Mothering, the NEP propaganda emphasized, was not a matter of intuition or something a woman would pick up as she went along. It was a craft that had to be learned, and learned from those who knew best. The NEP propaganda aimed to inculcate the ideas of modern medicine into pregnancy, childbirth and infant care across the nation. Mother craft was coordinated in the post-revolutionary period by a sub-department for the protection of motherhood and Infancy (OMM) under the Commissariat of Health. By 1925, it was operating over 200 clinics in the Russian Republic for pregnant women and around 400 for mothers with young babies (Waters 124). The campaign for modern mothering was coordinated by the medical profession, which instructed mothers to turn to doctors rather than wise women for advice and aid. Women were advised to make regular visits from the time they discovered their pregnancy until the child was two years old, when it became the responsibility of the regular health clinics.
The responsibilities of the mother to the child included providing the right environment. In their attempts to gain and hold attention, the posters used a variety of techniques. “Sun is the baby’s best friend,” advised one poster. “Cleanliness is the guarantee of health,” noted the other. Breast-feeding was another of the mother’s main responsibilities. One poster, entitled “Mothers, Breast Feed Your Babies,” showed the consequences of not following the iron laws of nature. It featured a bottle-feeding mother, inset against a cemetery, and a breast-feeding mother beneath a scene of healthy little children playing games. Just as infants could be endangered by their mothers’ ignorance of the rules of feeding, they could be put at risk if sleeping arrangements were incorrect. “The cradle is very harmful, do not rock the baby either in a cradle or in your arms. Buy a linen basket and you baby will have a cheap and healthy bed!” advised one poster (Waters 125). Another poster showed a baby sitting alone in a sailing boat, buffered between rocks that were labeled with incorrect mothering practices: “stuffy,” “stale air,” “dark room,” “poor care,” “dirty environment,” and “cow’s milk.” In one case, the toddlers were presented in military uniforms, attending a meeting and holding banners for correct care, proclaiming “midwives, not wise women,” “mother’s breast,” “protection from flies,” and “dry, clean nappies” (Waters 126). Texts were authoritarian and very instructive in style, a characteristic of all the NEP propaganda production in this period of time.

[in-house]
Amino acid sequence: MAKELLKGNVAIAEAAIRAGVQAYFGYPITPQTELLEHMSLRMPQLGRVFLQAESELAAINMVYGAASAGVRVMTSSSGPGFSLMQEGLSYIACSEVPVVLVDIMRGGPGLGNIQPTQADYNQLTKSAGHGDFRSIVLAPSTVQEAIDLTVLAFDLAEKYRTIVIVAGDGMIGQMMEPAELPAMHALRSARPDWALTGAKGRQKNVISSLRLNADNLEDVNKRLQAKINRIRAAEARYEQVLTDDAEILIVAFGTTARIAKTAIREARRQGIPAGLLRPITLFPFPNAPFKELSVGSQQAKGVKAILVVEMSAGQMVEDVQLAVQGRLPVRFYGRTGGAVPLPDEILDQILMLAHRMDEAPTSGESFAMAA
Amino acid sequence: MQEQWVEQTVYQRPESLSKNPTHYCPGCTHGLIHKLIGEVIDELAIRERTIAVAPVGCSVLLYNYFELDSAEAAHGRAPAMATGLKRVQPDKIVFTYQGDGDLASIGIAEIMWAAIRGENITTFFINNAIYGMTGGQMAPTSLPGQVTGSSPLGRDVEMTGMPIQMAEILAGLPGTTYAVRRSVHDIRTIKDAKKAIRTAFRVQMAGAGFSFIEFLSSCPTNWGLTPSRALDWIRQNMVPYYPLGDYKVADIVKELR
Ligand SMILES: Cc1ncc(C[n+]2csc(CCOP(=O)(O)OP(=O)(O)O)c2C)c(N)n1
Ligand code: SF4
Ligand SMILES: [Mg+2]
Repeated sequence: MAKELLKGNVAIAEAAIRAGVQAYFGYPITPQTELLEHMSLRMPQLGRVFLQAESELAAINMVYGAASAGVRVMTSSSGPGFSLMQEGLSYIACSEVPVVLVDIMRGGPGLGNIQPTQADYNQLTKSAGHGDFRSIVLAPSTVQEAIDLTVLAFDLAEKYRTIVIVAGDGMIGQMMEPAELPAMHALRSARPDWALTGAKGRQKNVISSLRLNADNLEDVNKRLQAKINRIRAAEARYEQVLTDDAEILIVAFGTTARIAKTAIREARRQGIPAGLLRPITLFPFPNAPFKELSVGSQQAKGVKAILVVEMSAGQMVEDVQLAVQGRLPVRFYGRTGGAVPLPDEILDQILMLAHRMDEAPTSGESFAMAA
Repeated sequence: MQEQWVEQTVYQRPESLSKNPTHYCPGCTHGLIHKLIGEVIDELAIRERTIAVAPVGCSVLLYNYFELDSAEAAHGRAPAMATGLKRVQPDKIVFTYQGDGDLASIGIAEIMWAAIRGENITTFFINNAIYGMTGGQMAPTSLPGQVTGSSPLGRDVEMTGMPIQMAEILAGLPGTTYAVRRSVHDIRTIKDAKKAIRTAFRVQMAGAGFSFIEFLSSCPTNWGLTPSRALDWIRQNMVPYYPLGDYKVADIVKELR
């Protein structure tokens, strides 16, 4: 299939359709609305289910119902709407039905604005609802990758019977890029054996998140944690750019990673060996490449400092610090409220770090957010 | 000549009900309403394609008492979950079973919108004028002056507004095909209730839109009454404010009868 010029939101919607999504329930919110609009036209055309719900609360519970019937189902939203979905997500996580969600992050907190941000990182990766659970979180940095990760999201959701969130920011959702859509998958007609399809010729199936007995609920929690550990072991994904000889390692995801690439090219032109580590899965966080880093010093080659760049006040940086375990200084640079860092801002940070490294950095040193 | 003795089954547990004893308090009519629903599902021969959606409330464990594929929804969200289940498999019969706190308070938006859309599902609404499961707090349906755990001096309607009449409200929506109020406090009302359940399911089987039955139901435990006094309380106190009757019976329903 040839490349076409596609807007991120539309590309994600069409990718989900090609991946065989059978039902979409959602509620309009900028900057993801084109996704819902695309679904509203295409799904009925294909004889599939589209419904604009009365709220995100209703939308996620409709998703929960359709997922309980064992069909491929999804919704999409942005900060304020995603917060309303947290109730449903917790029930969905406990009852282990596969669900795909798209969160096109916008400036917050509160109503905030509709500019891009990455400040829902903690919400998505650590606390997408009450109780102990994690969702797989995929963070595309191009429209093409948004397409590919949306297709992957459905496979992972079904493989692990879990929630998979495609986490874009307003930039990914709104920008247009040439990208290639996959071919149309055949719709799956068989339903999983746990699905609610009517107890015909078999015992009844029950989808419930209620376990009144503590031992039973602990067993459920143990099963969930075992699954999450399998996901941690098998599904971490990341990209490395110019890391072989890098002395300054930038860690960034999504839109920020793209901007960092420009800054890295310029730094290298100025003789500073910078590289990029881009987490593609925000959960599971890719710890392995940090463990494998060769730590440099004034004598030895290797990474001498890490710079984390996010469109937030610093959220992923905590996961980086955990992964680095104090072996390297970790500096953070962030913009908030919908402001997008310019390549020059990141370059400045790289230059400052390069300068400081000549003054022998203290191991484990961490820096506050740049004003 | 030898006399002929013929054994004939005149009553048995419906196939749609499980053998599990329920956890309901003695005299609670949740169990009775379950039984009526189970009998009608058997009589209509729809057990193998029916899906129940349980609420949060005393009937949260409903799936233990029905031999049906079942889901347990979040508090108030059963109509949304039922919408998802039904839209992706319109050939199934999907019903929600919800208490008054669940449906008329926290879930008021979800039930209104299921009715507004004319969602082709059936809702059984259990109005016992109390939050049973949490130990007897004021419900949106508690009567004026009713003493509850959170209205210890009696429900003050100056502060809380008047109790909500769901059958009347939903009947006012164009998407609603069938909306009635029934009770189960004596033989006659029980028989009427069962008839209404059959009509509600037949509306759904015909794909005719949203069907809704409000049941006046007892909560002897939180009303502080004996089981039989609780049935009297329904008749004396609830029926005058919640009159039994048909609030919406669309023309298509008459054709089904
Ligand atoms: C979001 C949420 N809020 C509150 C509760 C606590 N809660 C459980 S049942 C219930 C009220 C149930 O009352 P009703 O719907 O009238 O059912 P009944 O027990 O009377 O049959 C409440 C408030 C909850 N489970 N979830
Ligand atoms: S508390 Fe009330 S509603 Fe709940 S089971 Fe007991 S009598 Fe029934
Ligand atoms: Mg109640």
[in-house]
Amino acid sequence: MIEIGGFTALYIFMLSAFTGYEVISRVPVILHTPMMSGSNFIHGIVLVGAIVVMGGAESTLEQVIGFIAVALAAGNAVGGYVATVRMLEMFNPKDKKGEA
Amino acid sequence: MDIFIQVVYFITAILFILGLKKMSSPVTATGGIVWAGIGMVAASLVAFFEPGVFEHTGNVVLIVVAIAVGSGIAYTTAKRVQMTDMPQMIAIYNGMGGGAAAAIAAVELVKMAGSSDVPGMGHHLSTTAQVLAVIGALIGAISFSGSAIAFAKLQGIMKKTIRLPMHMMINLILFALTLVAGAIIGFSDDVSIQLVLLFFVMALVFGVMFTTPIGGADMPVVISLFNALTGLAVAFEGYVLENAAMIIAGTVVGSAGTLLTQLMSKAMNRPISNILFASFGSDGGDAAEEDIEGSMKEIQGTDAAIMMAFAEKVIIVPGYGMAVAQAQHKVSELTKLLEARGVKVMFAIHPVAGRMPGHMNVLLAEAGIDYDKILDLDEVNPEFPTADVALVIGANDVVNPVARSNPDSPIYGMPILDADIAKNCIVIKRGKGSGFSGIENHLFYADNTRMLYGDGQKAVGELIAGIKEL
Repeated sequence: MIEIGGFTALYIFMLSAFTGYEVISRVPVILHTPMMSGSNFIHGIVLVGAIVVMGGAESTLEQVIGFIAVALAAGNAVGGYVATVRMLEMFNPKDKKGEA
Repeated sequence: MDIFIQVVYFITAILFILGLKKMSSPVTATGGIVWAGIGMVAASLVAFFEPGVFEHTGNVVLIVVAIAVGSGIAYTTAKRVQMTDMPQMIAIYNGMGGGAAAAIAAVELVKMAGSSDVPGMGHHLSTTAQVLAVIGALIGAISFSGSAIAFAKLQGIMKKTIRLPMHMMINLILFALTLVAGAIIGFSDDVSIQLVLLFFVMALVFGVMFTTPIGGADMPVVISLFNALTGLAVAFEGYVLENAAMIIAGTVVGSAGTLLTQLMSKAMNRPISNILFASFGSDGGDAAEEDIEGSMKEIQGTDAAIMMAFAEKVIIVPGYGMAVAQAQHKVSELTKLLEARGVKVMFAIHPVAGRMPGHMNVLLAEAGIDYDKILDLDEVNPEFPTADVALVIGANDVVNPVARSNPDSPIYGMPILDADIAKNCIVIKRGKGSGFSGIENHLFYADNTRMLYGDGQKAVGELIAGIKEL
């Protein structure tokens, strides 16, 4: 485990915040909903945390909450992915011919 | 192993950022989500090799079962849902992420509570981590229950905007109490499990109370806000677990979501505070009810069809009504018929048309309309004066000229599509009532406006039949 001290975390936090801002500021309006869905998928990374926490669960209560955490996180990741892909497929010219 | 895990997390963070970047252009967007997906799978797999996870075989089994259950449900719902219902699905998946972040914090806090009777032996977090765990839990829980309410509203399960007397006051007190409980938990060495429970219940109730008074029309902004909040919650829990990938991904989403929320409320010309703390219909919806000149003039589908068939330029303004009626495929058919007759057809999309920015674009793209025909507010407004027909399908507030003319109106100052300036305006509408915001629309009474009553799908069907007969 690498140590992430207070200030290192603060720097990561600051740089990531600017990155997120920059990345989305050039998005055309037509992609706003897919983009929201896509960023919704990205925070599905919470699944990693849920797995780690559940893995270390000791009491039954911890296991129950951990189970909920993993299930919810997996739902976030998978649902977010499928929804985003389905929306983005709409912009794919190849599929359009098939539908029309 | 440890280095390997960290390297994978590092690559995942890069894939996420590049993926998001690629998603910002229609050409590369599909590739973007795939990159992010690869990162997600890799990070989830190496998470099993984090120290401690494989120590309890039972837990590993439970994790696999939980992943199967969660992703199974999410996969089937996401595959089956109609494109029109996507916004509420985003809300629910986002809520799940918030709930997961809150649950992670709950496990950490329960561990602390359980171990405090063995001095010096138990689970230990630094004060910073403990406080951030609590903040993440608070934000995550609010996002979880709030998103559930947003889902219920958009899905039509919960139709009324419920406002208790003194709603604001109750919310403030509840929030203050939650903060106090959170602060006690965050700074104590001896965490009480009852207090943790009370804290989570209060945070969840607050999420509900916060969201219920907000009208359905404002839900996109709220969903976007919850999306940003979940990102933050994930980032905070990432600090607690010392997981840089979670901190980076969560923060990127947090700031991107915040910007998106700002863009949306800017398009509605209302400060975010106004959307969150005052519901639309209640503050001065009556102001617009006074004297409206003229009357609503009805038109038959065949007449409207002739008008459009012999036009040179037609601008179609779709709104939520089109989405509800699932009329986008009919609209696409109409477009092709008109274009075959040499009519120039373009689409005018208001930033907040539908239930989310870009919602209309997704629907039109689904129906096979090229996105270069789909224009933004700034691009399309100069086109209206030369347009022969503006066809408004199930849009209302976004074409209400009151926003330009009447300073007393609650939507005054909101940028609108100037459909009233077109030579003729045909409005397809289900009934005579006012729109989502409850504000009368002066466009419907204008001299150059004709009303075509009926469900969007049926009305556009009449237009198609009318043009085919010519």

The death rate for children remained extremely high even as activists and medical personnel battled successfully to reduce it. By 1925, 70% of women had lost a child, mainly to hunger and poor living conditions (Goldman 277). Crowding was cited as the principal cause in applications for abortions. The proportion for abortions was 50% higher in families without their own dwelling. The loss of a child was a common experience shared by urban and rural women alike. One peasant woman told a doctor, “ The conditions of life are so difficult. There is no chance to bring up the children we already have.” In one study, doctors reported that poverty and material vulnerability motivated over half (62%) of the women who sought abortions. In their visits to doctors, women spoke of the famine of 1921-1922, the poor harvest of 1924, unemployment, the difficulties in feeding a child and even not having enough cloth to wrap the baby. One young woman boldly proposed that when the country had laundries, daycare, ready-made children’s clothes, and decent shoes, then it “will be possible to think about larger families” (Goldman 335). Abortion could only be curtailed by increasing the standard of living and the availability of childcare